The entire event is visible from the eastern United States and Canada, the south-western tip of Greenland, most of the Caribbean, central America, the whole of South America and some of west Africa. In Europe (including the UK), the middle East, and most of Africa, the sun will set before the transit ends, and so the latter part of the event will not be visible. In most of the United States and Canada, and New Zealand, the transit will be in progress as the sun rises. Observers in eastern Asia, southern and south-eastern Asia, and Australia will not be able to see the transit.

Mercury completes each orbit around the Sun every 88 days, and passes between the Earth and Sun every 116 days. As the orbit of Mercury around the Sun is tilted compared with the orbit of the Earth around the Sun, the planet normally appears to pass above or below our nearest star. A transit can only take place when the Earth, Mercury and the Sun are exactly in line in three dimensions.

There are 13 or 14 transits of Mercury each century, so they are comparatively rare events, though each one can typically be seen over a large area of the Earth's surface. A transit was first seen in 1631, two decades after the invention of the telescope, by French astronomer Pierre Gassendi.

At any time, Mercury blocks out no more than a tiny part of the light from the Sun. This means that the event should NOT be viewed with the naked eye. Looking at the Sun without appropriate protection, either during the transit, or at any other time, can cause serious and permanent damage to the eyes.

The Society for Popular Astronomy has an online guide on how to safely view the transit, for example by projecting the solar image with binoculars or a telescope. Mercury is too small to be visible using the pinhole projectors that worked successfully in the solar eclipse in March 2015, and similarly cannot be seen by using ‘eclipse glasses’ with solar filters.

Observers with access to a moderate-sized telescope with an appropriate safe filter should be able to see Mercury as a dark disc, comparable in apparent size to a sunspot, but somewhat darker. At the beginning and end of the transit, when Mercury's limb is close to the edge of the Sun, it may also be possible to see the 'black drop' effect, where a broad line appears to connect the planet to the solar limb. This is thought to result from the quality of the telescope in use, and turbulence in the Earth's atmosphere (so-called 'seeing'), and has in the past compromised efforts to record transit times.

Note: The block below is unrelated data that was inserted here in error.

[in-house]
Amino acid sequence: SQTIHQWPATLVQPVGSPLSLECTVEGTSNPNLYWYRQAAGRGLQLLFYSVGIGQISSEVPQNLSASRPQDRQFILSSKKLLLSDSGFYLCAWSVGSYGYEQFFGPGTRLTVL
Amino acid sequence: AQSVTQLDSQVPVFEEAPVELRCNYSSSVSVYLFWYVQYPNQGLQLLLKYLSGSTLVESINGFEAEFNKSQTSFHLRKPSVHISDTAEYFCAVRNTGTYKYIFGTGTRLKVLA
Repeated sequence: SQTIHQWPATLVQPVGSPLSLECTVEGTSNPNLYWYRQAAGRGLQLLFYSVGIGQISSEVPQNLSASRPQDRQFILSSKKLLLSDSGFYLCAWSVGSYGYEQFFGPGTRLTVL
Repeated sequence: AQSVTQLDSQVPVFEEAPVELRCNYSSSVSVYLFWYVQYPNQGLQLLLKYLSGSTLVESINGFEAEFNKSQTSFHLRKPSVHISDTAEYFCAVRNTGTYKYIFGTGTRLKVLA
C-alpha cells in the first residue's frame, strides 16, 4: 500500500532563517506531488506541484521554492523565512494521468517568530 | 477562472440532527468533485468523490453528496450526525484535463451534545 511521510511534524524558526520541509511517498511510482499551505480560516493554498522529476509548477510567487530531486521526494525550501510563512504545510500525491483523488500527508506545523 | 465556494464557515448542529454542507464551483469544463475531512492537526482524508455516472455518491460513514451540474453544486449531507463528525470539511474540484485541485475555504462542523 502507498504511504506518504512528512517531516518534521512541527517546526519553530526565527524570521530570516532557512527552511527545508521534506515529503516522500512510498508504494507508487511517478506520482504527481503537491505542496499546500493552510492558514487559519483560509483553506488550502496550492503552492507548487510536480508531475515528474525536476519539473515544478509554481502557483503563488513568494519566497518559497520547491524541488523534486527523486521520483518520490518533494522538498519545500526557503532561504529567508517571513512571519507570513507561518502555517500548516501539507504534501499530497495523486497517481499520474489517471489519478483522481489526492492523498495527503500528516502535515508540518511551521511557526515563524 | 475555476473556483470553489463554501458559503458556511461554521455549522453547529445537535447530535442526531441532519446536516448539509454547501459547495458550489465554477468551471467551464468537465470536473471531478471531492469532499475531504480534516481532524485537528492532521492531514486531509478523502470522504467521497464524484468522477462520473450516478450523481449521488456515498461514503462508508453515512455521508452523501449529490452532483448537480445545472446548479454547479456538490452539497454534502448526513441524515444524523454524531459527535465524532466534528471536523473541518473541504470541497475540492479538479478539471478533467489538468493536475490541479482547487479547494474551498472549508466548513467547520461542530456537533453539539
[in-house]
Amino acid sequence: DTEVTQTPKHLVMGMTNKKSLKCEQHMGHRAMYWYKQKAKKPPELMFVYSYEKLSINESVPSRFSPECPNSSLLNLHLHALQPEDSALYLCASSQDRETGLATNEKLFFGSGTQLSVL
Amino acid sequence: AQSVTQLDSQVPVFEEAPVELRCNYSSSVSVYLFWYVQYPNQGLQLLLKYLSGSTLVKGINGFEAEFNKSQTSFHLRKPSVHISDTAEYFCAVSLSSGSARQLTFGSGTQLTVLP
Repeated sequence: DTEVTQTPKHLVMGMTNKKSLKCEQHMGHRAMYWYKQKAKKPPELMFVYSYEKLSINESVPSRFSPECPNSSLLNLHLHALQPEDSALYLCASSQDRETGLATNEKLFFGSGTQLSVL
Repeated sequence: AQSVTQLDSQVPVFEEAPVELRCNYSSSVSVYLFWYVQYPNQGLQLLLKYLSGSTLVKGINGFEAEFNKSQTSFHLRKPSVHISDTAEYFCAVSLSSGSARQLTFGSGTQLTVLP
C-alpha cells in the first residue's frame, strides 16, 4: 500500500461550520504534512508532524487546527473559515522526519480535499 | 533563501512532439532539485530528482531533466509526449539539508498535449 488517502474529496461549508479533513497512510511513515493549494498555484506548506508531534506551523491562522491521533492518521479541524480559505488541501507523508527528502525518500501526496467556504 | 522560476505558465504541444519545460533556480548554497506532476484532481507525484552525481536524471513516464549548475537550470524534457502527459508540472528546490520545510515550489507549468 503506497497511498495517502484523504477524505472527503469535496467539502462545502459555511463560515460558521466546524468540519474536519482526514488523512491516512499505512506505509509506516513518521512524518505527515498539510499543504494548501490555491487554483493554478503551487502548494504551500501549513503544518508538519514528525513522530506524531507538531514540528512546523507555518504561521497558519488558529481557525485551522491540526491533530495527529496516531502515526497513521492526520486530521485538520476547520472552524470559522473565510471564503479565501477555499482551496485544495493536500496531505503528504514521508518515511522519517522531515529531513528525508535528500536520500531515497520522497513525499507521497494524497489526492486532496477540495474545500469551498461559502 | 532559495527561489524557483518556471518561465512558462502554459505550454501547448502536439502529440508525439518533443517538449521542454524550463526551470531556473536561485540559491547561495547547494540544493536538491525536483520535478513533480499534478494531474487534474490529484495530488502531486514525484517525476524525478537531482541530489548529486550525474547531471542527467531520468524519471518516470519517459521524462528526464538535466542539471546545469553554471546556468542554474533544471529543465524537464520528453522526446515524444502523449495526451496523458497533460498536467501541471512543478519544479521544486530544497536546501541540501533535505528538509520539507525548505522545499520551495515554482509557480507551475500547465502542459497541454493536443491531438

As it is so close to the Sun, Mercury is difficult to study in detail using telescopes on Earth. Two NASA space probes have visited Mercury, Mariner 10 in 1974 and 1975, and MESSENGER, which orbited the planet from 2011 until a deliberate crash landing in 2015. The European Space Agency mission BepiColombo launched in 2017, and is expected to study the planet from 2024 onwards. UK scientists are making a significant contribution to this project.

Transit techniques are also deployed to study objects outside our Solar System, and for example missions like the NASA Kepler space telescope used it to confirm the presence of 2,662 planets in orbit around other stars. The same technique will be used by the European Space Agency's PLATO mission, expected to launch in 2026.

Press release here :-
moebius9 wrote:I am not very young and after some hours staying at the eyepiece, I feel tired.
So, I would like to sit down and go on observing on the screen of my PC. The goal is not to make great images, but just to see the object I aim at.
I have to learn how to use Argo Navis through a planetarium on the PC. I have the cable to connect the PC at the AN unit.


Hi Michell,

Irrespective of age, I think all of us, sometimes, when observing with a group of friends and waiting for your turn at the eyepiece, find it hard to get up out of the chair late at night once you get comfortable. smilie

Have you explored what camera/imaging system you might use yet?